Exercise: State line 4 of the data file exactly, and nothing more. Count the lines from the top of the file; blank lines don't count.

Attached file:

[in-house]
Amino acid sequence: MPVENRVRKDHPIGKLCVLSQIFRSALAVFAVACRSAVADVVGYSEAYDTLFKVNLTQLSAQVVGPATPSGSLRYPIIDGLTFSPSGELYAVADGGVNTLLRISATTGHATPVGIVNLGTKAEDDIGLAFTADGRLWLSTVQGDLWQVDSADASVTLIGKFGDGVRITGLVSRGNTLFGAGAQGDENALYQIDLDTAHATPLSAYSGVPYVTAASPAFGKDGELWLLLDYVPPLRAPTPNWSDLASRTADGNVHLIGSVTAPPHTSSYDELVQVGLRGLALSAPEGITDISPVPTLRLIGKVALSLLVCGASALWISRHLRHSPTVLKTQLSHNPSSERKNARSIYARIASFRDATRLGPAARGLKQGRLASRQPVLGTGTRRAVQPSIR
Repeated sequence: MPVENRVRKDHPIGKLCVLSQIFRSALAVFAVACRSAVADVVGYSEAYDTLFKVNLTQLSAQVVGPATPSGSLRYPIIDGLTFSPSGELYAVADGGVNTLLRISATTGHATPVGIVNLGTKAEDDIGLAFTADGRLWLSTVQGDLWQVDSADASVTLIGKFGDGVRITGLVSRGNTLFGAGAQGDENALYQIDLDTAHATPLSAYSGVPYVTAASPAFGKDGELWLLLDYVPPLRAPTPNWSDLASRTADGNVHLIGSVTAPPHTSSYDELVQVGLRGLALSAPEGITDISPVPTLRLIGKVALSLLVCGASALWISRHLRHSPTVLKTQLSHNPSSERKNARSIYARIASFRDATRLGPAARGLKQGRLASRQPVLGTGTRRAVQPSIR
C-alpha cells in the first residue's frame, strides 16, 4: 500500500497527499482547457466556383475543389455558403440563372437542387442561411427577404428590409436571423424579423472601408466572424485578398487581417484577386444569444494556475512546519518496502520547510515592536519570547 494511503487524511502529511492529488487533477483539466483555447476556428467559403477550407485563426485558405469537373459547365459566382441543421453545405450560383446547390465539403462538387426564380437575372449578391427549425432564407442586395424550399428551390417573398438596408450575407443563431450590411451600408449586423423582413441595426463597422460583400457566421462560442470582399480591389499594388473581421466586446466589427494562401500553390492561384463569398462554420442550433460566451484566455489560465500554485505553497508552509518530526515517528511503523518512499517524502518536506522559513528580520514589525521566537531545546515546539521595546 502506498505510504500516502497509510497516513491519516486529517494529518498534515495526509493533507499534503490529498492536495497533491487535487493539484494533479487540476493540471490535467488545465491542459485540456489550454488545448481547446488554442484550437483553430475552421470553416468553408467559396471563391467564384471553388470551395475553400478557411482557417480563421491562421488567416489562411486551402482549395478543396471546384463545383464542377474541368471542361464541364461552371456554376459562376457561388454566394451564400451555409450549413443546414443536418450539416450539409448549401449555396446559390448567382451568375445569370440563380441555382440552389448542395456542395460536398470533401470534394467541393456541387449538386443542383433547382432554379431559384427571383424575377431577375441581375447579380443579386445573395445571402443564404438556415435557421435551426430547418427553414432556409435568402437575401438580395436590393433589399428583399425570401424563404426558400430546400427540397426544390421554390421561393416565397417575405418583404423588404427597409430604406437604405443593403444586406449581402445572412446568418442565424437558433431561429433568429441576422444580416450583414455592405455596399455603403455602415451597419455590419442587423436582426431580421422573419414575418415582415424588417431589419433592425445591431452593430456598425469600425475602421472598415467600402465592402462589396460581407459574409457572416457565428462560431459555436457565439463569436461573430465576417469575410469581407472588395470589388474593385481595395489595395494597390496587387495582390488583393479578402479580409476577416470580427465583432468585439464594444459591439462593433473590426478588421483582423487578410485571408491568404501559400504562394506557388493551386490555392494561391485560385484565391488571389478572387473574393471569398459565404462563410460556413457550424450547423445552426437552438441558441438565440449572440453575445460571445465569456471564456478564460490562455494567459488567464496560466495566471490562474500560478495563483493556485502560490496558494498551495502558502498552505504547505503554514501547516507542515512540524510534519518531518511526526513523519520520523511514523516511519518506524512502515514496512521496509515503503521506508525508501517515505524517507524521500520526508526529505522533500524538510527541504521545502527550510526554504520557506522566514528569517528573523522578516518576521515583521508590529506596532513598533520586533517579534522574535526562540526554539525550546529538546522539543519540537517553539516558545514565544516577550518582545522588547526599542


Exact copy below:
C-alpha cells in the first residue's frame, strides 16, 4: 500500500497527499482547457466556383475543389455558403440563372437542387442561411427577404428590409436571423424579423472601408466572424485578398487581417484577386444569444494556475512546519518496502520547510515592536519570547 494511503487524511502529511492529488487533477483539466483555447476556428467559403477550407485563426485558405469537373459547365459566382441543421453545405450560383446547390465539403462538387426564380437575372449578391427549425432564407442586395424550399428551390417573398438596408450575407443563431450590411451600408449586423423582413441595426463597422460583400457566421462560442470582399480591389499594388473581421466586446466589427494562401500553390492561384463569398462554420442550433460566451484566455489560465500554485505553497508552509518530526515517528511503523518512499517524502518536506522559513528580520514589525521566537531545546515546539521595546 502506498505510504500516502497509510497516513491519516486529517494529518498534515495526509493533507499534503490529498492536495497533491487535487493539484494533479487540476493540471490535467488545465491542459485540456489550454488545448481547446488554442484550437483553430475552421470553416468553408467559396471563391467564384471553388470551395475553400478557411482557417480563421491562421488567416489562411486551402482549395478543396471546384463545383464542377474541368471542361464541364461552371456554376459562376457561388454566394451564400451555409450549413443546414443536418450539416450539409448549401449555396446559390448567382451568375445569370440563380441555382440552389448542395456542395460536398470533401470534394467541393456541387449538386443542383433547382432554379431559384427571383424575377431577375441581375447579380443579386445573395445571402443564404438556415435557421435551426430547418427553414432556409435568402437575401438580395436590393433589399428583399425570401424563404426558400430546400427540397426544390421554390421561393416565397417575405418583404423588404427597409430604406437604405443593403444586406449581402445572412446568418442565424437558433431561429433568429441576422444580416450583414455592405455596399455603403455602415451597419455590419442587423436582426431580421422573419414575418415582415424588417431589419433592425445591431452593430456598425469600425475602421472598415467600402465592402462589396460581407459574409457572416457565428462560431459555436457565439463569436461573430465576417469575410469581407472588395470589388474593385481595395489595395494597390496587387495582390488583393479578402479580409476577416470580427465583432468585439464594444459591439462593433473590426478588421483582423487578410485571408491568404501559400504562394506557388493551386490555392494561391485560385484565391488571389478572387473574393471569398459565404462563410460556413457550424450547423445552426437552438441558441438565440449572440453575445460571445465569456471564456478564460490562455494567459488567464496560466495566471490562474500560478495563483493556485502560490496558494498551495502558502498552505504547505503554514501547516507542515512540524510534519518531518511526526513523519520520523511514523516511519518506524512502515514496512521496509515503503521506508525508501517515505524517507524521500520526508526529505522533500524538510527541504521545502527550510526554504520557506522566514528569517528573523522578516518576521515583521508590529506596532513598533520586533517579534522574535526562540526554539525550546529538546522539543519540537517553539516558545514565544516577550518582545522588547526599542